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    Default Bezvodovka Solar Observatory

    Solar Observatory in Ukraine

    written by Oleksandr Klykavka

    Kurgan-group-Roblenytsi-1.jpg

    Bezvodovka is a solar observatory. It is an ancient Bronze Age architectural monument of land architecture, science and spirituality spanning nearly 20 square kilometres. The research in this blog post is unique and exploratory because it contradicts the accepted interpretation of the site. Current mainstream interpretations of these are burial mounds of nomadic tribes. Scholars have long studied the mounds at Bezvodovka and seem to feel they have them easily defined. New research, however, suggests that this site could be far more intriguing and amazing than the mainstream interpretation.

    In the Chernihiv region of Ukraine, near the city of Ichnia, at Bezvodovka plateau, there are a group of ancient mounds. Some of them were destroyed by people and machinery while the others that remain have been described by scholars as mounds of nomadic tribes from the 1st and 2nd centuries BCE. However, new knowledge has allowed us to unite the scattered mounds into a single complex of nearly 20 square kilometres. Aerial photography records and computer applications have made it possible to also determine the purpose of the mounds.

    Roblenytsi_burial_complex.jpg
    North-eastern and southern neighbours viziers Roblenytsi burial complex.

    If one stands in the centre of the mound complex, they may see the sun rise and set behind the manually-produced hills on the winter and summer solstice and the equinox. The most important holidays of the year fall on these very days. Bezvodovka appears to be an ancient solar observatory like the English Stonehenge or German Goseck.

    At Bezvodovka, the movements of the sun and other celestial bodies are marked on the horizon, making it easy to track the regularities of their movement over time. Bezvodovka is an instrument of incredible scale, the components of which are land, sky and cosmic objects. The dimensions of Bezvodovka observatory and distances between its principal sites, which range from 800 to 4000m, imply a high precision rate for the points of the sun emerging on the horizon.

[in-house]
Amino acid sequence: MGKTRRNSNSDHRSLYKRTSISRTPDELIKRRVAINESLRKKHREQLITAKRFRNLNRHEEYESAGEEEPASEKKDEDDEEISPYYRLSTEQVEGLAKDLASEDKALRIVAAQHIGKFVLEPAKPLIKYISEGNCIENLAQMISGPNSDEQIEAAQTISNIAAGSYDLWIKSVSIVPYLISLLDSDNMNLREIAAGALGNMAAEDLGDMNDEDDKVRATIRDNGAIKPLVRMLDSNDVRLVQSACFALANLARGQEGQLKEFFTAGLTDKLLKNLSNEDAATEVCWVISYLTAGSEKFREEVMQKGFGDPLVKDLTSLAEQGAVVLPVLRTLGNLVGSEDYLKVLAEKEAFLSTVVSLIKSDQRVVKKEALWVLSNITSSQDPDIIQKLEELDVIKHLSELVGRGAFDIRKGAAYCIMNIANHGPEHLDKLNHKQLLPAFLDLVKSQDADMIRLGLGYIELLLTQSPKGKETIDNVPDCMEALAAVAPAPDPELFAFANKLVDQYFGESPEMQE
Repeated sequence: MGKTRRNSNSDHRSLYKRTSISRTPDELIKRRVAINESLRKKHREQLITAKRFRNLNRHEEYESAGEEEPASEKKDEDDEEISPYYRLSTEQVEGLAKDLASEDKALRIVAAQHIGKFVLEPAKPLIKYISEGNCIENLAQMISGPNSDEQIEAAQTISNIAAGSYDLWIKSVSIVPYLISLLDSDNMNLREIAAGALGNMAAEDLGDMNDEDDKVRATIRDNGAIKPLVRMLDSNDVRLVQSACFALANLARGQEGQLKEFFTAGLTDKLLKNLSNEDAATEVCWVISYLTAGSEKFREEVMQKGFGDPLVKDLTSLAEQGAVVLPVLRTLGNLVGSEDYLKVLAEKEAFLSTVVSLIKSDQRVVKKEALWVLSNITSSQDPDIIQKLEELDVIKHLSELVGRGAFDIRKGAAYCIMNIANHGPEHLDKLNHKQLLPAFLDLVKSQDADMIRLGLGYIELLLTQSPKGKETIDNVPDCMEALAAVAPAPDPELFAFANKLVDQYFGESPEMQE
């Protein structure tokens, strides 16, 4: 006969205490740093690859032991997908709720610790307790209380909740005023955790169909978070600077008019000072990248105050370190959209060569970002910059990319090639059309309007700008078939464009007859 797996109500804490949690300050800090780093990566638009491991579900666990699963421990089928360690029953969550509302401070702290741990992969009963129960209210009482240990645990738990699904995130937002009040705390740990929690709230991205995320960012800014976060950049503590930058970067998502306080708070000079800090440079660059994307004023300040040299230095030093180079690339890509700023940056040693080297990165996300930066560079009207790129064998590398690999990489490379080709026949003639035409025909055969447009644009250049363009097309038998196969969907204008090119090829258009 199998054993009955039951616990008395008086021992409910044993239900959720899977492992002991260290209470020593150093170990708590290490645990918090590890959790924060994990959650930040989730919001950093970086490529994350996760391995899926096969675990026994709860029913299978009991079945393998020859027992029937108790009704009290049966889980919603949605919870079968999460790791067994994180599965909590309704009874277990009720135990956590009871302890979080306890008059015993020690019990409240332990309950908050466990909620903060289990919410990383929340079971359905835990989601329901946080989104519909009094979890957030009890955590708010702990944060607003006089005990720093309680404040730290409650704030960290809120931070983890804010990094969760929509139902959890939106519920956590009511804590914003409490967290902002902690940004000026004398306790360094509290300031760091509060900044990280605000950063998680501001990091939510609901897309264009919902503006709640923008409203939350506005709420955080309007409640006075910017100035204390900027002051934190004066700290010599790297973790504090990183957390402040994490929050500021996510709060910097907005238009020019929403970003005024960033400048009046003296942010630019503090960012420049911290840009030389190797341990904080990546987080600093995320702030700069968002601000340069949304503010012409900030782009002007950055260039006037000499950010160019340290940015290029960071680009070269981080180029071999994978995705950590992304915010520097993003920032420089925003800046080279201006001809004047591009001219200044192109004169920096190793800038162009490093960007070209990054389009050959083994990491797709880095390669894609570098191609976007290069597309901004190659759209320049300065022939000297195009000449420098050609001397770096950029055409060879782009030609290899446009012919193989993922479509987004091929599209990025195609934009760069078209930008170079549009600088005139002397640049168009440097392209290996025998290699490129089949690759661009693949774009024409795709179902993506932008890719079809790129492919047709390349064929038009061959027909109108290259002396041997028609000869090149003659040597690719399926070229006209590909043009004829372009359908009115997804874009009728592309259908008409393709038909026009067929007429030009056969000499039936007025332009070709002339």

The solar observatory should be considered not only as an interesting archaeological monument but also as evidence of civilisation in Ukraine thousands of years ago. These people organised and constructed the means to research space and the stars. Bezvodovka has concealed its secrets for a long time, but now, through modern means, it reveals the knowledge of ancient astronomers.


    Bezvodovka Solar Observatory

    Sunset_on_Bezvodovtsi.jpg
    Sunset on Bezvodovtsi.

    On the three-verst map made by Fedor Schubert made in 1861, there are 6 mounds depicted in a circular position. Four of them have an elongated shape. It enables one to imagine how the complex may have looked 150 years ago. Four large mounds and one satellite mound have survived today; the others destroyed through human indifference.


    Example of Fedor Schubert’s
    Topographic map showing
    the location of the
    Bezvodovka solar mounds.
    Comparison to the same
    location today

    The remaining mounds allow us to presume that there were eight of them and they served as a site for astronomic observations. In the satellite photo, near the surviving mounds, one may see dark crosses at the place of the ploughed mounds. Six sites mark astronomic events such as sunrise and set in days of the winter and summer solstice and the autumn and spring equinox. It is unknown what the southern site points to. These sites may also have been used to observe the moon.

    Southwest-distant-viziers.jpg
    Southwest distant viziers

    It could be suggested that the observatory was built around the same time as the famous solar observatories of Arkaim and Stonehenge, three to five thousand years ago. This conclusion can be drawn for the following reasons: